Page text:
Everyone is saying our country is divided more than ever before. I do not know if that is true (Americans from 1860 might have something to say about that). But i do know that a Christians we are called to love across all division. Check out How to Love People Across the Political Divide by J. Lee Grady
Our country has always enjoyed lively political debate. But psychologists and sociologists have noticed that the 2016 election took the United States to a whole new level of polarization. The animosity is hot—and getting hotter. In fact, couples have gotten divorced and families have stopped speaking to each other because a massive chasm separates Red and Blue political platforms.

To put it bluntly, we hate each other.

Call it the Trump factor, if you will. But more than two months after the presidential election, nerves are still raw, and blood is still boiling. Longtime friends are avoiding contact or unfriending each other on Facebook. Rage is seething under the surface of our country like a volcano about to erupt.

This anger is also in the church. Believers are at odds with each other over who voted for whom and who supports what policies—and even who drinks Starbucks coffee, shops at Nordstrom's or likes Lady Gaga's Super Bowl halftime show. Everything has been politicized. This divisive spirit burns bridges, erects walls and pushes God's people into opposite camps over even the most trivial matters.

Many white evangelicals view Trump's presidential victory as a miracle of God, and for that reason, some of them rigidly defend every decision he makes. Other Christians—including many African-American, Hispanic and millennial believers—view Trump as a dangerous threat to the country. And somewhere in the middle are Christians who accept the outcome of the election and pray faithfully for Trump, even if they don't support every move he makes.

We are faced with a serious challenge. Either we choose to love each other across this vast divide, or our love becomes cold and our message becomes hollow and hypocritical. I'm praying we will rise above the conflict so we can show America who Jesus is. Only a church full of love can reflect Him. Here are some steps we can take now:

1. Read your Bible and pray more than you listen to news programs. There's nothing wrong with staying in the know when it comes to politics. But if you find yourself listening to countless hours of angry commentators every day on Fox News or CNN, it's possible you have become addicted to this verbal venom. Today's polarized media is fueling a civil war, and many Christians have become pawns in the devil's scheme to divide and conquer. Please hit the mute button when necessary. Tune out the screaming before it poisons you.

2. Submit your mouth (and your social media posts) to the Holy Spirit. I've been shocked by the belligerent tone some Christians take when defending their views. Is it really necessary to blow someone out of the water just because they disagree with you? The Bible makes it simple when it says: "Be kind one to another" (Eph. 4:32). Does this commandment apply to us, or not?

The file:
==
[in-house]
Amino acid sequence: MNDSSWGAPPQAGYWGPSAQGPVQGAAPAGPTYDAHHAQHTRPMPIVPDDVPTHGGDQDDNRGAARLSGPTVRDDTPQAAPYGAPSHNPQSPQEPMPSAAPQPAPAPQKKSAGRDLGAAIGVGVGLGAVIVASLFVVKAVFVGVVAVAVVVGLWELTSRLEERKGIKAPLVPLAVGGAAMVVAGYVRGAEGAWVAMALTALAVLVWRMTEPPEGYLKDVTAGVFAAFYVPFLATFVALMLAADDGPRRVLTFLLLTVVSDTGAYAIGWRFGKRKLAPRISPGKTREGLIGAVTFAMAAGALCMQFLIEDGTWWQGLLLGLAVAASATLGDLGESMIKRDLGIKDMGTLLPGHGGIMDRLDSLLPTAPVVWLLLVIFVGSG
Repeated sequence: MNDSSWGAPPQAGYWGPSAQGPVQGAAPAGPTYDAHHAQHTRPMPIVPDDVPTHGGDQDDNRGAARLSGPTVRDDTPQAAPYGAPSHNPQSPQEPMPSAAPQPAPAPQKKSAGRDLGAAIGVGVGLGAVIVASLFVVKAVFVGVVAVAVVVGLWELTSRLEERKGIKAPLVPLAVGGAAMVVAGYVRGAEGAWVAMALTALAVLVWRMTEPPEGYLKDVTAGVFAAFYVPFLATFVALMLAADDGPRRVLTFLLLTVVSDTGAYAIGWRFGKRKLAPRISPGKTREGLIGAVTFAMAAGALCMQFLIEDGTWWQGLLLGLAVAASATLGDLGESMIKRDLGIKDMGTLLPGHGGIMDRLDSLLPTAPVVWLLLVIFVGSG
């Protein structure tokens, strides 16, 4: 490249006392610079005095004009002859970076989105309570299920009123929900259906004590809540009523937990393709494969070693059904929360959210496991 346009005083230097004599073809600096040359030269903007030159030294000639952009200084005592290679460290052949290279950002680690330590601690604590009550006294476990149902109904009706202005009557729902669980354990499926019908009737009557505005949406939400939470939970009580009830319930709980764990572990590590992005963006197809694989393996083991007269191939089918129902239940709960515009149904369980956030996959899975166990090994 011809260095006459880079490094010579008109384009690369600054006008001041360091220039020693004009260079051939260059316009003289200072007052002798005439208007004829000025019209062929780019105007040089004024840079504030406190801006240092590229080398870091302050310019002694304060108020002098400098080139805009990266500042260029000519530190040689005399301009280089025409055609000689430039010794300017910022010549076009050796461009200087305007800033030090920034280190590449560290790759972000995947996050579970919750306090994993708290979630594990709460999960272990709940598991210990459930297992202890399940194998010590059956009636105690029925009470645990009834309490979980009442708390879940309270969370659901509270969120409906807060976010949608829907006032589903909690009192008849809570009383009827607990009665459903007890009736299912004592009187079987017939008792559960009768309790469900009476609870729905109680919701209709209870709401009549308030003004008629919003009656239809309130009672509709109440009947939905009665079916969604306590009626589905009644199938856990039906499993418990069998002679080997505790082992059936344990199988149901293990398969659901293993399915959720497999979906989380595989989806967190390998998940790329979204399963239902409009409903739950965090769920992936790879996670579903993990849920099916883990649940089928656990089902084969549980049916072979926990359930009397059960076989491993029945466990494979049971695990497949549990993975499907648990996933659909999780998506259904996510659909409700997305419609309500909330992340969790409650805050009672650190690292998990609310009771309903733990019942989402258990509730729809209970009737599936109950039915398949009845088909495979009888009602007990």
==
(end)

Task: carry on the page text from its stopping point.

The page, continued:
(I'll admit I haven't always tempered my words in this column, and for that I am sorry. I'm learning that grace should season my words like salt. Please forgive me if my tone sounded self-righteous, condescending or judgmental.)

3. Let Jesus adjust your attitude. In the Old Testament, Moses went on top of a mountain and received the Ten Commandments. In the New Testament, Jesus went on top of a mountain and gave His most quoted sermon—which focuses not on outward behavior but on attitudes of the heart. The Sermon on the Mount calls us to show love, mercy, gentleness and forgiveness. And in it Jesus said: "Blessed are the peacemakers, for they shall be called the sons of God" (Matt. 5:9).

Reconciliation is at the heart of the gospel. But today we prefer quick-witted comebacks, one-line zingers and downright ugliness to get our points across. Our hearts are full of resentment and hostility. We need the Beatitudes now more than ever.

Friday, February 24, 2017

Gospel Bearings

Feeling worried about the state of culture and society? Feeling distressed by the political and social messes all around us? You (and I) need Gospel bearings!  Pessimistic About The Future? You Need Gospel Bearings by Trevin Wax
Pessimism is surging.

George Orwell’s dystopian tale, 1984, is the bestselling book at Amazon. (I think Brave New World by Aldous Huxley is a dystopian vision that better captures the dangers of our current moment, but alas, it’s only #71.)

Meanwhile, some of the wealthiest people in the world are building bunkers and prepping for doomsday scenarios. The New Yorker covers these efforts in great detail. Apparently, New Zealand is the place to ride out the cultural apocalypse.

Christians aren’t immune to the waves of pessimism in our country.

Recently, I was talking with an older Christian who was both encouraged and distressed by some of what he was seeing take place politically in the initial days of the Trump administration. He was appalled at the celebration of abortion and the vulgar words and signs at the Women’s March that took place just after the Inauguration.

“The gap is so wide,” he said, referring to conservative Christians and so much of society. “I guess I just feel hopeless for our country these days. I’m becoming a pessimistic old man.”

My response? “You’ve got to snap out of that.”

It’s one thing to be weary of earth and self and sin, to be sad at some of the developments in our time. Blessed are those who mourn, Jesus said. Christian tears are real, and necessary, for those who feel the weight of the world’s evil.